Issue: Septe1ber 29, 2001
I have a ficus tree inside my house. It is growing rapidly and looks good. However, I noticed some little crystals at the base of almost all the leaf blades. These crystals are in the same location on each leaf. Is there something wrong?Answer:
It is possible that there is a small insect present causing this problem. However, the fact that all the crystals are in the same location at the base of the leaf blade in so many of the leaves suggests another answer. A rapidly growing tropical plant will often have a large quantity of water containing nutrients and sugar in its vascular tissues. At night when evaporation is less, some of this water is exuded from specialized locations on the leaf blade. As the water evaporates, the sugar and other material in the water remains behind and crystalizes. I suspect that this is the answer in the case of your ficus.
Is it time for me to bring my Christmas cactus indoors? When do I begin putting it into the closet at night to make it flower? -Amy A. (Albuquerque)Answer:
You should bring your Christmas cactus indoors before freezing kill it. As the temperatures drop into the 40's at night or when the weather forecast predicts temperatures in the 40's, bring them indoors. If you wish, you may return them to their outdoors location during the day, but don't forget to bring them in on cold nights. The Christmas cacti are from the high mountains of the American tropics, so they can tolerate some cool weather, but they are also killed by freezing temperatures.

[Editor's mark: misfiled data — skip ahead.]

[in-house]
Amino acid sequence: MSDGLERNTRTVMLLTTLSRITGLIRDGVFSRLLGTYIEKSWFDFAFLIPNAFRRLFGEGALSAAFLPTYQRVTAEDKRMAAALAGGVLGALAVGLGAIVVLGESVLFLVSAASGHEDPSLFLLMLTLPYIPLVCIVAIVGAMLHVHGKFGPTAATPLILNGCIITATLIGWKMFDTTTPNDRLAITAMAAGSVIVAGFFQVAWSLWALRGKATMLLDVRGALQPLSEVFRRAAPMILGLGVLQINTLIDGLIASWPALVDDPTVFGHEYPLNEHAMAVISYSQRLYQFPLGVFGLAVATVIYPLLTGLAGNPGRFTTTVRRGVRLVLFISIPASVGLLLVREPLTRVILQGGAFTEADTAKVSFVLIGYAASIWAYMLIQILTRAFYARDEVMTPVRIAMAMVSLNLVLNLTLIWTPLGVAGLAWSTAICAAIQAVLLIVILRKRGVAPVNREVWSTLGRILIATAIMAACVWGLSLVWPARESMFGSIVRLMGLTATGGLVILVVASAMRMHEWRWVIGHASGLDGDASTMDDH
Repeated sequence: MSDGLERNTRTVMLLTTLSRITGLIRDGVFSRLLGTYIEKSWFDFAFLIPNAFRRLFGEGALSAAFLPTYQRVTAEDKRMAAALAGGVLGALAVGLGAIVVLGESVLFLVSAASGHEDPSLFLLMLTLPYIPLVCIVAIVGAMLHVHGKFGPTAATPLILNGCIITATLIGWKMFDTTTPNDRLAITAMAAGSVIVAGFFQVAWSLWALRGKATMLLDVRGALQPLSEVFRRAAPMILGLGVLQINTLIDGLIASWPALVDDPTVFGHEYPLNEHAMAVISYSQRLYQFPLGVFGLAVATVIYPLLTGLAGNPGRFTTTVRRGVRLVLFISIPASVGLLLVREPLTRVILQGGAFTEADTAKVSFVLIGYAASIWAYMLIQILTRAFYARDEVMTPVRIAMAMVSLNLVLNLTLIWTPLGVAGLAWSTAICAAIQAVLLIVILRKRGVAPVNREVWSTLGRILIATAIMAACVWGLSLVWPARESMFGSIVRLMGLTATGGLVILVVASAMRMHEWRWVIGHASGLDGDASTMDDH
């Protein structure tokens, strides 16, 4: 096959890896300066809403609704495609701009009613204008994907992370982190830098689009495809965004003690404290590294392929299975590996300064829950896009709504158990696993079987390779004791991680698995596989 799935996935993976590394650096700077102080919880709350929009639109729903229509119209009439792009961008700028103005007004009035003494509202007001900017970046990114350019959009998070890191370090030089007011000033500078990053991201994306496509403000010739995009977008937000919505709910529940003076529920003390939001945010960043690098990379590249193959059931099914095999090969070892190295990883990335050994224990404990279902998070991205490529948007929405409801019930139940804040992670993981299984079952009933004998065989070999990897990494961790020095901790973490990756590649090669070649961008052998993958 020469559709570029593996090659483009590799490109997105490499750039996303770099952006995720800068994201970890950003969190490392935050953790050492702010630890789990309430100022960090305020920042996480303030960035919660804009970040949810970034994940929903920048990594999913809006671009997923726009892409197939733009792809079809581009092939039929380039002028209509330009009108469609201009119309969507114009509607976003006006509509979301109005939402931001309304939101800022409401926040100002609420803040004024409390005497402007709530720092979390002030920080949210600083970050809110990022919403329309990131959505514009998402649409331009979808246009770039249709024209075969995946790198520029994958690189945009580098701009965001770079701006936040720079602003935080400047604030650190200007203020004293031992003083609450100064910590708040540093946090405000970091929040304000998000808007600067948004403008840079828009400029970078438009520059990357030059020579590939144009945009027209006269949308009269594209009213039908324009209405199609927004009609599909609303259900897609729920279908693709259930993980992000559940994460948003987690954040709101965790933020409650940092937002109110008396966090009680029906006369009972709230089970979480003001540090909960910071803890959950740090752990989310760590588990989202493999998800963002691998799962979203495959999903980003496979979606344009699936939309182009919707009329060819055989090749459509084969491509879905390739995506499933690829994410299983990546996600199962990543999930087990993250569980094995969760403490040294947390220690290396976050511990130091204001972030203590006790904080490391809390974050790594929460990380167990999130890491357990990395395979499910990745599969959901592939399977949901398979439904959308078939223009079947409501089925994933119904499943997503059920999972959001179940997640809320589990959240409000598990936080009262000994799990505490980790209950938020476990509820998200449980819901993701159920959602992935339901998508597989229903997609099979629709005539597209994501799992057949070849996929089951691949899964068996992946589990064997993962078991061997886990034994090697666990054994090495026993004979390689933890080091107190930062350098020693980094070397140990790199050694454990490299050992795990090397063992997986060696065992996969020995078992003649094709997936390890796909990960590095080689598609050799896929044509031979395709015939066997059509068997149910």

Regarding the time to begin inducing flowering by providing long night conditions: Now that the autumnal equinox (first day of fall) is past, we can begin treating the Christmas cacti, poinsettias, and kalanchoes with long periods of uninterrupted darkness each night. Remember to return them to the light during the day. You can do this by placing them in a cool closet each night, or leave them in an unused room in which the lights will not be used at night. You may also cover them with a black garbage bag or other dark material each evening at or before sunset if they are in a room in which the lights will be used.
Room temperatures at or below 60 degrees Fahrenheit enhance flower development. Don't let temperatures drop below 40 degrees. Be sure the plants are watered, but not as much as during their growing season. Let the soil dry between waterings. Do not apply no nitrogen fertilizer during the period of flower induction. Once the flower buds appear, don't move the plants any more than necessary. Changes in location will cause the Christmas cacti flower buds to drop from the plants.back to top
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Send your gardening questions to Yard and Garden, ATTN: Dr. Curtis Smith NMSU Cooperative Extension Service 9301 Indian School Road, NE, Suite 112 Albuquerque, NM 87112
Curtis W. Smith, Ph.D., is an Extension Horticulture Specialist with New Mexico State University's Cooperative Extension Service. New Mexico State University is an equal opportunity/affirmative action employer and educator.
Please join us on Southwest Yard & Garden, a weekly garden program made for gardeners in the Southwest on: KNME-TV Albuquerque at 9:30 p.m. Saturdays, KENW-TV Portales at 10 a.m. Saturdays, and KRWG-TV Las Cruces at 11:30 a.m. Saturdays (repeated at 1 p.m. Thursdays.)